State Program Requirements; Proposal To Approve Maine's Base National Pollutant Discharge Elimination System (NPDES) Permitting Program, 29747-29748 [2011-12599]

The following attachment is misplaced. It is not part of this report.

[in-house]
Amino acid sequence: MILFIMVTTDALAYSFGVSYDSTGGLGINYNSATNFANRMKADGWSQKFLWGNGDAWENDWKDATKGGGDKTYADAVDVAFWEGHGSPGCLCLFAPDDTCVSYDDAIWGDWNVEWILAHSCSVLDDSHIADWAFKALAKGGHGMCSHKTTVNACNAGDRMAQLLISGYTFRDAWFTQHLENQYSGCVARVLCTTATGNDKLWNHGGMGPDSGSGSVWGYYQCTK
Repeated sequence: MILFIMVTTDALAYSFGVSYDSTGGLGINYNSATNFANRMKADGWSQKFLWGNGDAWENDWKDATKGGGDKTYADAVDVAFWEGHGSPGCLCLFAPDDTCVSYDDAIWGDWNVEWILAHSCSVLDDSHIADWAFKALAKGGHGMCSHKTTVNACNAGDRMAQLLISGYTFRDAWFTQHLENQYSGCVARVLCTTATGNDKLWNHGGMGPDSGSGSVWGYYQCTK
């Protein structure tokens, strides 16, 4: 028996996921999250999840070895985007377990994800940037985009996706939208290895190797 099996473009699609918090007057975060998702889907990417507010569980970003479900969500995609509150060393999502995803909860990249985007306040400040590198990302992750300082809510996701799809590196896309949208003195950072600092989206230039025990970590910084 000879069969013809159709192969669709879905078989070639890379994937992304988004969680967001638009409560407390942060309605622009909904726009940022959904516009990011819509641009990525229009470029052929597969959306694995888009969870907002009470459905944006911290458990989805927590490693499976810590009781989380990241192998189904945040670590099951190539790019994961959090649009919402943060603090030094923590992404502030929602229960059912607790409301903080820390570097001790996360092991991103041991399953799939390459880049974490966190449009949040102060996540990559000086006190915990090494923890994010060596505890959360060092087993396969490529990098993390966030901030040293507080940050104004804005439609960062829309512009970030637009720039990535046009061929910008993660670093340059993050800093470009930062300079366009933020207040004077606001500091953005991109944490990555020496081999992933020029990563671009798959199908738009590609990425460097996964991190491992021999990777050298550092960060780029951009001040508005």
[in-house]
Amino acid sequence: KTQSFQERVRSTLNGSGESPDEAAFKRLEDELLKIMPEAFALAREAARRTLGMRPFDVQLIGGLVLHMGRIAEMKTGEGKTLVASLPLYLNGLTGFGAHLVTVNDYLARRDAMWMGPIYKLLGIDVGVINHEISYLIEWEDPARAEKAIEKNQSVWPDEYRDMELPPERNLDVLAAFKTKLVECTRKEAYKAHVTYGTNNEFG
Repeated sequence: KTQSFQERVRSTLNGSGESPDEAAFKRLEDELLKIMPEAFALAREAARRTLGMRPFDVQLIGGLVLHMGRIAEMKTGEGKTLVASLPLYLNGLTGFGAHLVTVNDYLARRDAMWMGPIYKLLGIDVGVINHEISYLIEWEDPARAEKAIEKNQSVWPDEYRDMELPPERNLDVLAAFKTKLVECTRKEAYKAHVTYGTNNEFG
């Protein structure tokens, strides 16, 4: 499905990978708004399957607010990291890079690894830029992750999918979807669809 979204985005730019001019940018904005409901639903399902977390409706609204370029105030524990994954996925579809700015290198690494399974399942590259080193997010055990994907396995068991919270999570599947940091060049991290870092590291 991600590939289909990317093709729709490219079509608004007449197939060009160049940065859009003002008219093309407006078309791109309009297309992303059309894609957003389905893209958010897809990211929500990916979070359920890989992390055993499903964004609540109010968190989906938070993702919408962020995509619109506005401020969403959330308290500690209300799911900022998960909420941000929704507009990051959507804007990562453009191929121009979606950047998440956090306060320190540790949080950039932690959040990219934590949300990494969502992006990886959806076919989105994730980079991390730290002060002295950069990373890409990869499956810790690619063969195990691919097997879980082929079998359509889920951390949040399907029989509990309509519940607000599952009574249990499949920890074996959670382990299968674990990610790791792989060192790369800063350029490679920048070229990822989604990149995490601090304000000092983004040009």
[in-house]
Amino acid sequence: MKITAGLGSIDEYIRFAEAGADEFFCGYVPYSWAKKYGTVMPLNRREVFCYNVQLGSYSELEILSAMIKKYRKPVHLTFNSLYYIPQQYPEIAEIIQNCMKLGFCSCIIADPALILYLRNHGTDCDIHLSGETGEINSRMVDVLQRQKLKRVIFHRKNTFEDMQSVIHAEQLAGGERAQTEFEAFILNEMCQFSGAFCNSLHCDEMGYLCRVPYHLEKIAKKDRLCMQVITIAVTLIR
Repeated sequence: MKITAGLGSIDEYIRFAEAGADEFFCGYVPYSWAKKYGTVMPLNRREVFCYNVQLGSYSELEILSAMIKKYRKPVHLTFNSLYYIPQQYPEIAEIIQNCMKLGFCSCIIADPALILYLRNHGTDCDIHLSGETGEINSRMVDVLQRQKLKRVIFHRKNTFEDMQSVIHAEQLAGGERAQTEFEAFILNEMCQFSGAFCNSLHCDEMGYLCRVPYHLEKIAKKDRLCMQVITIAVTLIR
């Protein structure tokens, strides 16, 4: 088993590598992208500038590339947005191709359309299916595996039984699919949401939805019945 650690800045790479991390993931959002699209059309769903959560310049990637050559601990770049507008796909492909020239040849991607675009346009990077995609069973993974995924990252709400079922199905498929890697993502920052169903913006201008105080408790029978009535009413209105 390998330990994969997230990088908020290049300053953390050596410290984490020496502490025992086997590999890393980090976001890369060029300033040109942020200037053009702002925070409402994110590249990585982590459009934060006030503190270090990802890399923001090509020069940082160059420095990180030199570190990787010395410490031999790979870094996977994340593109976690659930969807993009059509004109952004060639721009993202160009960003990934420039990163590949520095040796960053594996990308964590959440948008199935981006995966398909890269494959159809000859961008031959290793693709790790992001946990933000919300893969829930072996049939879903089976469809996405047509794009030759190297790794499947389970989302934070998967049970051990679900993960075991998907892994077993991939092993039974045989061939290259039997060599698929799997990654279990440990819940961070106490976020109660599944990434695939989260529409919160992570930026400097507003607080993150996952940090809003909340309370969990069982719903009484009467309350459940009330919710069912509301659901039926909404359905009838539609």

Download as PDF Federal Register / Vol. 76, No. 99 / Monday, May 23, 2011 / Notices EPA as much time as possible to process your request. Dated: May 16, 2011. Anthony F. Maciorowski, Deputy Director, EPA Science Advisory Board Staff Office. [FR Doc. 2011–12598 Filed 5–20–11; 8:45 am] BILLING CODE 6560–50–P ENVIRONMENTAL PROTECTION AGENCY [FRL–9309–7] State Program Requirements; Proposal To Approve Maine’s Base National Pollutant Discharge Elimination System (NPDES) Permitting Program Environmental Protection Agency (EPA). ACTION: Notice. AGENCY: On August 8, 2007, the U.S. Court of Appeals for the First Circuit vacated EPA’s October 31, 2003 decision to withhold the permitting of two tribally owned and operated treatment works from the Agency’s approval of the State of Maine’s NPDES permitting program under the Clean Water Act. Today, EPA is responding to the court’s order by proposing to approve Maine’s NPDES program to include the permitting of all discharges within the Indian territories of the Penobscot Nation and the Passamaquoddy Tribe. DATES: Interested persons may submit comments on the approval of Maine’s Base NPDES Permitting Program in these territories as part of the administrative record to EPA–Region 1, at the address given below, no later than midnight through July 22, 2011. ADDRESSES: Submit comments by one of the following methods: • E-mail: Hing.Jessica@epa.gov. • Mail: Jessica Hing, USEPA–Region 1, 5 Post Office Square—OEP06–04, Boston, MA 02109–3912. No facsimiles (faxes) will be accepted. FOR FURTHER INFORMATION CONTACT: Additional information concerning the proposed approval of Maine’s program in these territories may be obtained between the hours of 9 a.m. and 5 p.m. Monday through Friday excluding holidays from: Jessica Hing, USEPA– Region 1, 5 Post Office Square—OEP06– 04, Boston, MA 02109–3912, Telephone: 617–918–1560, Email: hing.jessica@epa.gov. srobinson on DSK4SPTVN1PROD with NOTICES SUMMARY: On December 17, 1999, EPA determined that the State of Maine had submitted a complete application to administer the SUPPLEMENTARY INFORMATION: VerDate Mar<15>2010 16:22 May 20, 2011 Jkt 223001 NPDES permitting program in the state under the Clean Water Act (CWA). 33 U.S.C. 1251, et seq., see 64 FR 73552 (Dec. 30, 1999). Maine’s application included an assertion of authority to implement the program in the territories of the federally-recognized Indian tribes within the state, based on the jurisdictional provisions of the Maine Indian Claims Settlement Act (MICSA), which ratified the Maine Implementing Act (MIA). 25 U.S.C. 1721, et seq. and 30 M.R.S.A. section 6201, et seq., respectively. On January 12, 2001, EPA approved the State of Maine’s application to administer the NPDES program for all areas of the state other than Indian country. At that point EPA did not take any action on Maine’s application to administer the program within the territories of the federally-recognized Indian tribes in Maine. EPA published notice of its action on February 28, 2001. 66 FR 12791. As described in the Federal Register, EPA approved the state’s application to administer both the NPDES permit program covering point source dischargers and the pretreatment program covering industrial dischargers into publicly owned treatment works (POTWs). EPA did not authorize the state to regulate cooling water intake structures under CWA section 316(b) (33 U.S.C. 1326(b)). 66 FR at 12792. 2003 Partial Approval of Program in Indian Territories On October 31, 2003, EPA approved the State of Maine’s application to administer the NPDES program in the Indian territories of the Penobscot Indian Nation and the Passamaquoddy Tribe, with the exception of any discharges that qualified as ‘‘internal tribal matters’’ under MICSA and MIA. 68 FR 65052 (Nov. 18, 2003). This action generally authorized the state to administer the NPDES program in the territories of the two largest Indian tribes in the state, finding that the combination of MICSA and MIA created a unique jurisdictional arrangement that granted the state authority to issue permits to dischargers. EPA did not approve the state’s program to regulate two small tribally-owned and operated POTWs. EPA determined that these POTWs qualified as internal tribal matters and, therefore, fell within an enumerated exception to the grant of jurisdiction to the state in MICSA and MIA. EPA did not take action on the state’s application as it applied to the territories of the two smaller federallyrecognized tribes in the state, the Houlton Band of Maliseet Indians and the Aroostook Band of Micmac Indians. PO 00000 Frm 00028 Fmt 4703 Sfmt 4703 29747 These two tribes are subject to jurisdictional provisions separate from those that apply to the Penobscot and Passamaquoddy tribes. EPA’s 2003 action did address all the Indian territories that included existing point source dischargers covered by the NPDES program. Appeal and Decision in Maine v. Johnson Several parties petitioned for judicial review of EPA’s 2003 decision partially approving Maine’s NPDES program in the Penobscot and Passamaquoddy Indian territories. The Penobscot Nation and Passamaquoddy Tribe challenged EPA’s decision to generally approve the state to administer the program in their territories. The State of Maine and a coalition of public and private NPDES permit holders challenged EPA’s decision to disapprove the state’s program as to the two small tribal POTWs based on the finding that permitting those discharges qualified as an internal tribal matter. On August 8, 2007, the U.S. Court of Appeals for the First Circuit issued its opinion in Maine v. Johnson. 498 F.3d 37. The court held that EPA had correctly determined that MICSA and MIA granted the state sufficient authority to administer the NPDES permit program in the territories of these two tribes. The court disagreed with EPA’s finding, however, that permitting the two small tribal POTWs qualified as an internal tribal matter. It found that Discharging pollutants into navigable waters is not of the same character as tribal elections, tribal membership or other exemplars [of internal tribal matters] that relate to the structure of Indian government or the distribution of tribal property. Id. at 46. The court affirmed EPA’s approval of Maine’s NPDES program, but vacated EPA’s decision to withhold permitting of the two tribal POTWs, and remanded the matter back to EPA to amend the program approval consistent with its opinion. Id. at 48–49. The court’s mandate was issued on October 2, 2007. Program Approval To Address the Court’s Remand EPA is proposing to implement the court’s order by modifying its approval of Maine’s NPDES program to include the permitting of all discharges within the Indian territories of the Penobscot Nation and Passamaquoddy Tribe. Additionally, EPA does not plan to undertake a case-by-case analysis of any new discharges to determine whether they qualify as internal tribal matters under MICSA and MIA. As a result, the E:\FR\FM\23MYN1.SGM 23MYN1 29748 Federal Register / Vol. 76, No. 99 / Monday, May 23, 2011 / Notices state would assume responsibility from EPA for issuing and administering the permits for the Penobscot Nation Indian Island treatment works (EPA NPDES Permit No. ME 0101311 and MEPDES License No. 2672) and the Passamaquoddy Tribal Council treatment works (EPA NPDES Permit No. 1011773 and MEPDES License No. 2561). Neither tribe has applied to EPA to implement the NPDES permit program, so this proposed action would not address the question of either tribe’s authority to implement the program. This proposed action would not modify the types of activities covered by Maine’s base program as EPA approved it in 2001. Thus, the state’s program would not include regulation of cooling water intake structures under CWA section 316(b). Authority: This action is proposed to be taken under the authority of Section 402 of the Clean Water Act as amended, 42 U.S.C. 1342. Dated: May 9, 2011. Ira W. Leighton, Acting Regional Administrator, Region 1. [FR Doc. 2011–12599 Filed 5–20–11; 8:45 am] BILLING CODE 6560–50–P FEDERAL COMMUNICATIONS COMMISSION Information Collections Being Submitted for Review and Approval to the Office of Management and Budget Federal Communications Commission. ACTION: Notice and request for comments. AGENCY: The Federal Communications Commission, as part of its continuing effort to reduce paperwork burden invites the general public and other Federal agencies to take this opportunity to comment on the following information collection(s), as required by the Paperwork Reduction Act (PRA) of 1995. Comments are requested concerning: (a) Whether the proposed collection of information is necessary for the proper performance of the functions of the Commission, including whether the information shall have practical utility; (b) the accuracy of the Commission’s burden estimate; (c) ways to enhance the quality, utility, and clarity of the information collected; (d) ways to minimize the burden of the collection of information on the respondents, including the use of automated collection techniques or other forms of information technology; and (e) ways to further reduce the srobinson on DSK4SPTVN1PROD with NOTICES SUMMARY: VerDate Mar<15>2010 16:22 May 20, 2011 Jkt 223001 information collection burden for small business concerns with fewer than 25 employees. The FCC may not conduct or sponsor a collection of information unless it displays a currently valid control number. No person shall be subject to any penalty for failing to comply with a collection of information subject to the Paperwork Reduction Act (PRA) that does not display a currently valid OMB control number. DATES: Written Paperwork Reduction Act (PRA) comments should be submitted on or before June 22, 2011. If you anticipate that you will be submitting PRA comments, but find it difficult to do so within the period of time allowed by this notice, you should advise the FCC contact listed below as soon as possible. ADDRESSES: Direct all PRA comments to Nicholas A. Fraser, Office of Management and Budget, via fax at 202– 395–5167 or via e-mail to Nicholas_A._Fraser@omb.eop.gov and to the Federal Communications Commission via e-mail to PRA@fcc.gov and Cathy.Williams@fcc.gov. To view a copy of this information collection request (ICR) submitted to OMB: (1) Go to the web page http://reginfo.gov/ public/do/PRAMain, (2) look for the section of the web page called ‘‘Currently Under Review’’, (3) click on the downward-pointing arrow in the ‘‘Select Agency’’ box below the ‘‘Currently Under Review’’ heading, (4) select ‘‘Federal Communications Commission’’ from the list of agencies presented in the ‘‘Select Agency’’ box, (5) click the ‘‘Submit’’ button to the right of the ‘‘Select Agency’’ box, and (6) when the list of FCC ICRs currently under review appears, look for the title of this ICR (or its OMB Control Number, if there is one) and then click on the ICR Reference Number to view detailed information about this ICR. FOR FURTHER INFORMATION CONTACT: For additional information or copies of the information collection(s), contact Cathy Williams on 202–418–2918. SUPPLEMENTARY INFORMATION: OMB Control Number: 3060–0463. Title: Telecommunications Relay Services and Speech-to-Speech Services for Individuals with Hearing and Speech Disabilities, Report and Order and Declaratory Ruling, CG Docket No. 03–123, FCC 07–186. Form Number: N/A. Type of Review: Extension of a currently approved collection. Respondents: Businesses or other forprofit entities; State, Local and Tribal Government. PO 00000 Frm 00029 Fmt 4703 Sfmt 4703 Number of Respondents and Responses: 5,045 respondents and 5,210 responses. Estimated Time per Response: 10–15 hours. Frequency of Response: Annual reporting requirement; recordkeeping requirement; third party disclosure. Obligation to Respond: Required to obtain or retain benefits. The statutory authority can be found at section 225 of the Communications Act, 47 U.S.C. 225. The law was enacted on July 26, 1990, as Title IV of the Americans with Disabilities Act of 1990, Public Law 101–336, 104 Stat. 327. Total Annual Burden: 27,397 hours. Total Annual Cost: None. Nature and Extent of Confidentiality: An assurance of confidentiality is not offered because this information collection does not require the collection of personally identifiable information from individuals. Privacy Impact Assessment: No impact(s). Needs and Uses: On November 19, 2007, the Commission released the Telecommunications Relay Services and Speech-to-Speech Services for Individuals with Hearing and Speech Disabilities, Report and Order and Declaratory Ruling (2007 TRS Cost Recovery Order), CG Docket No. 03–123, FCC 07–186, adopting (1) A new cost recovery methodology for interstate traditional Telecommunications Relay Services (TRS) and interstate Speech-toSpeech (STS) based on the Multi-state Average Rate Structure (MARS) plan proposed by Hamilton Relay, Inc., (2) a new cost recovery methodology for interstate captioned telephone service (CTS) and interstate and intrastate Internet-Protocol (IP) Captioned Telephone Service (IP CTS) based on the MARS plan, (3) a cost recovery methodology for IP Relay based on price caps, and (4) a cost recovery methodology for Video Relay Services (VRS) that adopts tiered rates based on call volume. The 2007 TRS Cost Recovery Order also clarifies the nature and extent that certain categories of costs are compensable from the Interstate TRS Fund (Fund), and addresses certain issues concerning the management and oversight of the Fund, including financial incentives offered to consumers to make relay calls and the role of the Interstate TRS Fund Advisory Council. The 2007 TRS Cost Recovery Order establishes reporting requirements associated with the MARS plan cost recovery methodology for compensation from the Fund. Specifically, TRS providers must submit to the Fund administrator the following information E:\FR\FM\23MYN1.SGM 23MYN1